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Antimicrobial Agents and Chemotherapy (1)
Miro, J M (2)
Brandt, C M (1)
Fernandez, P (1)
Gatell, J M (1)
Mallolas, J (1)
Patel, R (1)
Riquelme, R (1)
Rodríguez-Roisin, R (1)
Rouse, M S (1)
Steckelberg, J M (1)
Torres, A (1)
Valls, M E (1)
Vieigas, C (1)
Wilson, W R (1)
Zamora, L (1)
Year of Publication
Efficacy of azithromycin or clarithromycin for prophylaxis of viridans group streptococcus experimental endocarditis.
Rouse, M S
Steckelberg, J M
Brandt, C M
Wilson, W R
Antimicrobial Agents and Chemotherapy
The efficacy of azithromycin or clarithromycin was compared to that of amoxicillin, clindamycin, or erythromycin for the prevention of viridans group streptococcus experimental endocarditis. Rabbits with catheter-induced aortic valve vegetations were given no antibiotics or two doses of amoxicillin at 25 mg/kg of body weight, azithromycin at 10 mg/kg, clarithromycin at 10 mg/kg, clindamycin at 40 mg/kg followed by clindamycin at 20 mg/kg, or erythromycin at 10 mg/kg. Antibiotics were administered 0.5 h before and 5.5 h after intravenous infusion of 5 x 10(5) CFU of Streptococcus milleri. Forty-eight hours after bacterial inoculation, the rabbits were killed and aortic valve vegetations were aseptically removed and cultured for bacteria. Infective endocarditis occurred in 88% of untreated animals, 1% of animals receiving amoxicillin, 9% of animals receiving erythromycin, 0% of animals receiving clindamycin, 2.5% of animals receiving clarithromycin, and 1% of animals receiving azithromycin. All five regimens were more effective (P < 0.001) than no prophylaxis. Erythromycin was less effective (P < 0.05) than amoxicillin or clindamycin. Azithromycin or clarithromycin was as effective as amoxicillin, clindamycin, or erythromycin for the prevention of viridans group streptococcus experimental endocarditis in this model.
Prognostic factors influencing the outcome in pneumocystis carinii pneumonia in patients with AIDS.
Gatell, J M
Valls, M E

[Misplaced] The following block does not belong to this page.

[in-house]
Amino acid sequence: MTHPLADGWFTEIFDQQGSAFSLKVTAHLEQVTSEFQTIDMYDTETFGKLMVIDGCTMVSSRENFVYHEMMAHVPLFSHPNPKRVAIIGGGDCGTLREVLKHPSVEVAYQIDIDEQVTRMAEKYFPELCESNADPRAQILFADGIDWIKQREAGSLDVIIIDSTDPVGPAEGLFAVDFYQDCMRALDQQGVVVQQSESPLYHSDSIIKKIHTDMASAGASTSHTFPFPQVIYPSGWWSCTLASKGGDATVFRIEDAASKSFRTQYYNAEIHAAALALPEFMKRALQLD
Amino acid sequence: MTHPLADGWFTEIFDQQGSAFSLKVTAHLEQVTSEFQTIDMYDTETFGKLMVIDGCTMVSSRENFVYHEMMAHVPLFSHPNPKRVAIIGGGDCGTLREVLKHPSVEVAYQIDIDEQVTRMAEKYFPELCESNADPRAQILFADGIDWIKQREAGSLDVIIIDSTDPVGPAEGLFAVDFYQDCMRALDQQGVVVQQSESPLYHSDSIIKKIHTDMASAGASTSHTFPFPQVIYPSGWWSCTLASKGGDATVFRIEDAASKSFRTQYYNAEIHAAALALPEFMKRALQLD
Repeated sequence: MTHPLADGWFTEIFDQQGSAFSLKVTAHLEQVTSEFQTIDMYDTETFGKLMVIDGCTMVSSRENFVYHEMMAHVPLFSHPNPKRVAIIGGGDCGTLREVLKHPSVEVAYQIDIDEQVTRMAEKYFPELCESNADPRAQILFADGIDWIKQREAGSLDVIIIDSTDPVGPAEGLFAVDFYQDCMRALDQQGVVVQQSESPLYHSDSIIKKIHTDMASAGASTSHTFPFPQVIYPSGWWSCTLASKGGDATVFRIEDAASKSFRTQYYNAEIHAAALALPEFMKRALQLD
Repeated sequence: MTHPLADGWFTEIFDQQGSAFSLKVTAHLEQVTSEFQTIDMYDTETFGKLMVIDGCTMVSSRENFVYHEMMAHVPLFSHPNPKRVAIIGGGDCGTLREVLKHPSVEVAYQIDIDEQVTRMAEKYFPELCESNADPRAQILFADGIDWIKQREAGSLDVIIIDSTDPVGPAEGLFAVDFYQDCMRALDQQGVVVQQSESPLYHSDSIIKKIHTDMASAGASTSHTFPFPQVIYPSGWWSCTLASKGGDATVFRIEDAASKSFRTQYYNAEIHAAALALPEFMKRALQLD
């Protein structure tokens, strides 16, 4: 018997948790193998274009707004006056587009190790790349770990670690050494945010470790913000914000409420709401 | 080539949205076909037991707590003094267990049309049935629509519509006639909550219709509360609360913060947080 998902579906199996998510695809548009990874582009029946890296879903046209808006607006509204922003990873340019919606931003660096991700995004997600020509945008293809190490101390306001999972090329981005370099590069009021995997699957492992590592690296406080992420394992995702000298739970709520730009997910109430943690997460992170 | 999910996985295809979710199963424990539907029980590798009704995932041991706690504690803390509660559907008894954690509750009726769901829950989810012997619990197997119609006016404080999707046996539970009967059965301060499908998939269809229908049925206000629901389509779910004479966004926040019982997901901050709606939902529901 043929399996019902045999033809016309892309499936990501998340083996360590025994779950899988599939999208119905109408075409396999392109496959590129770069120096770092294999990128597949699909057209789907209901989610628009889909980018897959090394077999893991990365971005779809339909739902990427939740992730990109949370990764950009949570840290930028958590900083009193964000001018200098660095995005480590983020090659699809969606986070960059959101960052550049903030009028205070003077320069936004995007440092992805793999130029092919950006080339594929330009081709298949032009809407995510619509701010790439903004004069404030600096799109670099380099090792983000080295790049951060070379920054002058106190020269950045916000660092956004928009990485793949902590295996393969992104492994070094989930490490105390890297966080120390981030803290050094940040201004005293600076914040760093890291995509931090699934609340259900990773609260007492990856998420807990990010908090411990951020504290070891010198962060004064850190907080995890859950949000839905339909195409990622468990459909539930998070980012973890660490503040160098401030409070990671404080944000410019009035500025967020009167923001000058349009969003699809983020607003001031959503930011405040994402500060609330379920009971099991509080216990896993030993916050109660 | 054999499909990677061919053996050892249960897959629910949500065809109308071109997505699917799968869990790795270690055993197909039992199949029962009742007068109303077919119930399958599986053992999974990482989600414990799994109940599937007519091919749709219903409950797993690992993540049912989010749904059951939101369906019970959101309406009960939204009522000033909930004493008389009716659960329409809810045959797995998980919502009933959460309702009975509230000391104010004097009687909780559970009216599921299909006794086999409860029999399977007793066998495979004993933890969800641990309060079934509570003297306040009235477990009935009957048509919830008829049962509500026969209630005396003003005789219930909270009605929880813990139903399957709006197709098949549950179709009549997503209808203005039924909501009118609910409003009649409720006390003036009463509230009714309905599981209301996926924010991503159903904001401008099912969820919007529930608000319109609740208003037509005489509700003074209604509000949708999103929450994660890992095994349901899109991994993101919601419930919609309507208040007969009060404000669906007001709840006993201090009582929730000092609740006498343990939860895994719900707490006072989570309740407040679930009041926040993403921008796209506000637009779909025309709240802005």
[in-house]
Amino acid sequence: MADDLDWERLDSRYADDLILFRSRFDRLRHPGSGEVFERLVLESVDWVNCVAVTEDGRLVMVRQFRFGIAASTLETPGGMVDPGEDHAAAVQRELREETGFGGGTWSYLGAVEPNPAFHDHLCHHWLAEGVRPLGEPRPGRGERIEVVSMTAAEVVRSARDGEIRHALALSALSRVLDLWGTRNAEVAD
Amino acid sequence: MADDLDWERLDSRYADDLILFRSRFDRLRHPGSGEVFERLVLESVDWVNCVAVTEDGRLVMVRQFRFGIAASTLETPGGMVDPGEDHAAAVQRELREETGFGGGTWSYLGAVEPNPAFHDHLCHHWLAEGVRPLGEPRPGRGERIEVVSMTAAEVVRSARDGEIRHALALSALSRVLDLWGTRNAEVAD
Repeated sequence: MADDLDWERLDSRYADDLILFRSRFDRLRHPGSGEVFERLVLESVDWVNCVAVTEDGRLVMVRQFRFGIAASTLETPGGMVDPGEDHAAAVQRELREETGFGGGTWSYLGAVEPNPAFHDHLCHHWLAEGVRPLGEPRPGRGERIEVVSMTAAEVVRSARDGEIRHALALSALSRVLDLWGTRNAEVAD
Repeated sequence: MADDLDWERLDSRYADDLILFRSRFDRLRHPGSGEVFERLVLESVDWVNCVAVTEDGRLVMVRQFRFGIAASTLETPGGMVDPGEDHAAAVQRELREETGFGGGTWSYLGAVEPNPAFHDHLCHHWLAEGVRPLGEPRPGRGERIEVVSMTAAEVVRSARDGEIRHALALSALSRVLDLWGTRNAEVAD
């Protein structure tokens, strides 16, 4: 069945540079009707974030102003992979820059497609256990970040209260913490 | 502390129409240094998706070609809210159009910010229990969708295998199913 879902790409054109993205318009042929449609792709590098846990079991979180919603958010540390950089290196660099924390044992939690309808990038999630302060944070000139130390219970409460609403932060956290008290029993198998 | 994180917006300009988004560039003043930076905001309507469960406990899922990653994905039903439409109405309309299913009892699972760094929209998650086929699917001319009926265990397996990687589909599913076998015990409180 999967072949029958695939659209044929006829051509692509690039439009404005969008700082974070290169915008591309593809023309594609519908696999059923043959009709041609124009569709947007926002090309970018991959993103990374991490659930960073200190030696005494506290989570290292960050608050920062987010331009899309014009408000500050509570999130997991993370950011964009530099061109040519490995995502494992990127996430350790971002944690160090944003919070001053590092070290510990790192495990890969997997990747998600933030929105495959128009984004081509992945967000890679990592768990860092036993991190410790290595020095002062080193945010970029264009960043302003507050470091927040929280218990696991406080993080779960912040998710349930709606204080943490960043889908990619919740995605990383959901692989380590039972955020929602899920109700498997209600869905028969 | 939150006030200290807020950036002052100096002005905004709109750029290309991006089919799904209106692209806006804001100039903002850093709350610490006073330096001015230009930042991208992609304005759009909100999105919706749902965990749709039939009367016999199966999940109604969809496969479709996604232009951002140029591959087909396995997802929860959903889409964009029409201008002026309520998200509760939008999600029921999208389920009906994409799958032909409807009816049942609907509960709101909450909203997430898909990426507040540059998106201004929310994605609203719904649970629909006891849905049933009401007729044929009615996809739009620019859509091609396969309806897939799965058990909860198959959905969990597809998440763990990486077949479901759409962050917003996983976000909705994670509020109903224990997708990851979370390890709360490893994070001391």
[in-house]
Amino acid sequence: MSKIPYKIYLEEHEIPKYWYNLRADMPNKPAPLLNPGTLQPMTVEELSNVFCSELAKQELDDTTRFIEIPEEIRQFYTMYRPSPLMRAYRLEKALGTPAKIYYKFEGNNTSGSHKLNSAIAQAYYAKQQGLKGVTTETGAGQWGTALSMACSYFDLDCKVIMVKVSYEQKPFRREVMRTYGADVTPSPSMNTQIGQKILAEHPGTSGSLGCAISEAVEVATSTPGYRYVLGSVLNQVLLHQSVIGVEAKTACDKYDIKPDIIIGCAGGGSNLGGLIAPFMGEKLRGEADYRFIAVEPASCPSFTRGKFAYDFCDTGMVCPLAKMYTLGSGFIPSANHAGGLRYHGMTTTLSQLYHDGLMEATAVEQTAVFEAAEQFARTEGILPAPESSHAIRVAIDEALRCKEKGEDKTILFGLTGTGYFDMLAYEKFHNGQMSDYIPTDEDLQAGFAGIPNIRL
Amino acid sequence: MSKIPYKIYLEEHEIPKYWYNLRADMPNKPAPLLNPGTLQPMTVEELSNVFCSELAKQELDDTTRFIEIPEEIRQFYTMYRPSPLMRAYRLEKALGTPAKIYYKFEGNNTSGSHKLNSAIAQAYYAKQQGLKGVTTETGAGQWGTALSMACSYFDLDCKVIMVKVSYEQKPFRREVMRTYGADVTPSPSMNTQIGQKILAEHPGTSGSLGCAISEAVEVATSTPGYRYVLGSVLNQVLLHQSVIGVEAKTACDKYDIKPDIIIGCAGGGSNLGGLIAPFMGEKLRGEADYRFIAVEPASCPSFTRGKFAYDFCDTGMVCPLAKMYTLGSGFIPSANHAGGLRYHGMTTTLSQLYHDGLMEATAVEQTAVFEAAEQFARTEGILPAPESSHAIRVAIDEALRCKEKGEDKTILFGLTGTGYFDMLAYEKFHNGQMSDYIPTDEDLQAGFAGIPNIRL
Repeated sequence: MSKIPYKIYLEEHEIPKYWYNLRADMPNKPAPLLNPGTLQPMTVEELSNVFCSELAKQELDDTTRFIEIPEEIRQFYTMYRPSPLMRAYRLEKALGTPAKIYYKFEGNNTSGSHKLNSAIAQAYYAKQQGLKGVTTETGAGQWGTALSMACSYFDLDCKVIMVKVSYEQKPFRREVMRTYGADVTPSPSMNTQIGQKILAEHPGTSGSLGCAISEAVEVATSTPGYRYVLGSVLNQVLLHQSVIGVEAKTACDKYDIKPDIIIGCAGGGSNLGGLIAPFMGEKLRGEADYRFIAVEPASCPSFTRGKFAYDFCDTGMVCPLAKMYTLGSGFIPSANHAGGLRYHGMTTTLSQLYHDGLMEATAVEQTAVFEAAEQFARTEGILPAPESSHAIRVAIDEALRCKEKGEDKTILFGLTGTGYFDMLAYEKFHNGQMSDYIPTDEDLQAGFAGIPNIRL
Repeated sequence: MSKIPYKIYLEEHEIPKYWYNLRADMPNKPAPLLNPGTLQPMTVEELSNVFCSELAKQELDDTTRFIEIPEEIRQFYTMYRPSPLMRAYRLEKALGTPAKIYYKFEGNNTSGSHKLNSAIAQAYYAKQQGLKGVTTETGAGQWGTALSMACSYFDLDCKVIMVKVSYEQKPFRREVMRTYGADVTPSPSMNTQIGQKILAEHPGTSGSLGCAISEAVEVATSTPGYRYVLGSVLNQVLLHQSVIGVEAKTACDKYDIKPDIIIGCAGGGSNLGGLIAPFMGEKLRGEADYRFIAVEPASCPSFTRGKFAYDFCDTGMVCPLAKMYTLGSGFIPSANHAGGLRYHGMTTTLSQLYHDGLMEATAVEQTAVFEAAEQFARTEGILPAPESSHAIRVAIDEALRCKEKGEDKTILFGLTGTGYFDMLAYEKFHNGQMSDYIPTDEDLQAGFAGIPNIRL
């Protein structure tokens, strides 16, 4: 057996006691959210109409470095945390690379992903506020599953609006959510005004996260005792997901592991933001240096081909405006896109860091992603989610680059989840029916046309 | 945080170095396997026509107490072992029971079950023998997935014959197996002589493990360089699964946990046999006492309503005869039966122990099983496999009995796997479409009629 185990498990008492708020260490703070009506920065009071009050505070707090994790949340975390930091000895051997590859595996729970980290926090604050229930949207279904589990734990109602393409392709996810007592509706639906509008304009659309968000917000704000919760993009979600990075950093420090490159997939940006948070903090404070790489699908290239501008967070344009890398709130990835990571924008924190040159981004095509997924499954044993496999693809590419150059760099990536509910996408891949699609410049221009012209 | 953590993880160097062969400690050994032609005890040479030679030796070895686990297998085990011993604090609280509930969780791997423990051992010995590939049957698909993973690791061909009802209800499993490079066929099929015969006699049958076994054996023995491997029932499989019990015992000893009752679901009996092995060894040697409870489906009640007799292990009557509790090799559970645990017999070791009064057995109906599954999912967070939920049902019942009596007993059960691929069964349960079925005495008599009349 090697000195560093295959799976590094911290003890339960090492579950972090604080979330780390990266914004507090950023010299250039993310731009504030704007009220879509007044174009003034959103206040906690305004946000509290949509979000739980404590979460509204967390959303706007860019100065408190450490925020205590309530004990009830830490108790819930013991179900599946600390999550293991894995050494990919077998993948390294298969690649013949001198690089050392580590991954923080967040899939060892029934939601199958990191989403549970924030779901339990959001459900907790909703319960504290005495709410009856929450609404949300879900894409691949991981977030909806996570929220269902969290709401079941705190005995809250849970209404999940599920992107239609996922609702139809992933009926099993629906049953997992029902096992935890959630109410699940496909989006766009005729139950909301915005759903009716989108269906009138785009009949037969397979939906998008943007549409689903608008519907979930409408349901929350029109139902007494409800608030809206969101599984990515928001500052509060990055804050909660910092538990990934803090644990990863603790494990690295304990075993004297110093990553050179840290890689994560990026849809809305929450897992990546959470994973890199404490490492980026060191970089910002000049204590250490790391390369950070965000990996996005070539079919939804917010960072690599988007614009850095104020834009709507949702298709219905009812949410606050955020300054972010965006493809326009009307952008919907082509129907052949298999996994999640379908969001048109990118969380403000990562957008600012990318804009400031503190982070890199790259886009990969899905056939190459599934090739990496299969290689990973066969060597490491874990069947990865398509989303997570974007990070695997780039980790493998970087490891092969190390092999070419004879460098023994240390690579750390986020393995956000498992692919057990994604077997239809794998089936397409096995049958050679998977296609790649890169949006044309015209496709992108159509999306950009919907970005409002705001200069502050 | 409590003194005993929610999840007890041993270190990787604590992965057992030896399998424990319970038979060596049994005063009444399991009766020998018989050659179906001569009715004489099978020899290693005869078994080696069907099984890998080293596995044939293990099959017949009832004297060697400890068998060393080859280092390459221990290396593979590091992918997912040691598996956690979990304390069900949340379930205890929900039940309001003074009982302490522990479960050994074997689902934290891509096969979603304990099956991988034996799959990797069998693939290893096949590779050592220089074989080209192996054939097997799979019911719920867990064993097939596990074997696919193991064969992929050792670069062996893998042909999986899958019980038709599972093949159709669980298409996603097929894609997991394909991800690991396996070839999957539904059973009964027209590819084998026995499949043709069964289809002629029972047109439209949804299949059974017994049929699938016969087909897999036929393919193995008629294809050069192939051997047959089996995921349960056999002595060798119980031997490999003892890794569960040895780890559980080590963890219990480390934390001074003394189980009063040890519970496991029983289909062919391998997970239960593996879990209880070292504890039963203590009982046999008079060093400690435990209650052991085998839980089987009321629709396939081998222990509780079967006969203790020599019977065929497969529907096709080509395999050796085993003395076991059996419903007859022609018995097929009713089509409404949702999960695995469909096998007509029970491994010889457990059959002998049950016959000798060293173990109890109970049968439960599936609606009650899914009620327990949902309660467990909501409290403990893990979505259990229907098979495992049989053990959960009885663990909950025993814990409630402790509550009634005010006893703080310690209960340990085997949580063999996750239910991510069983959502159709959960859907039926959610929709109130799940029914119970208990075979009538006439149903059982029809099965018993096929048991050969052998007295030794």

BACKGROUND--Studies attempting to identify the prognostic factors that influence the outcome of Pneumocystis carinii pneumonia (PCP) in patients with AIDS using a multivariate analysis are few. In order to identify those prognostic factors amenable to medical intervention, univariate and multivariate analyses were performed on 102 patients with AIDS suffering a first episode of PCP. METHODS--One hundred and two consecutive patients with AIDS (51% drug abusers, 45% homosexuals, and 4% with other HIV risk factors) admitted to our institution between 1986 and 1989 whose respiratory infection was diagnosed by bronchoalveolar lavage were studied prospectively. RESULTS--The overall mortality was 28%, rising to 79% in those patients who required mechanical ventilation. According to univariate analysis the following variables were related to a poor prognosis: age > 35 years; risk factor for HIV infection other than drug abuse; and AIDS diagnosis confirmed before 1988; PaO2 < 8 kPa at admission; severe acute respiratory failure on admission (PaO2/FIO2 < 20 kPa); mechanical ventilation; antibiotic therapy for PCP other than trimethoprim-sulphamethoxazole; multiple microbial pulmonary infection; serum lactate dehydrogenase (LDH) > 22.5 mukat/l on admission; serum albumin level < 30 g/l. Multivariate analysis showed that only mechanical ventilation was independently associated with a poor outcome. CONCLUSIONS--The mortality of AIDS patients presenting with a first episode of PCP before 1990 was high (28%). The main prognostic factor associated with poor outcome was the requirement for mechanical ventilation due to severe acute respiratory failure.
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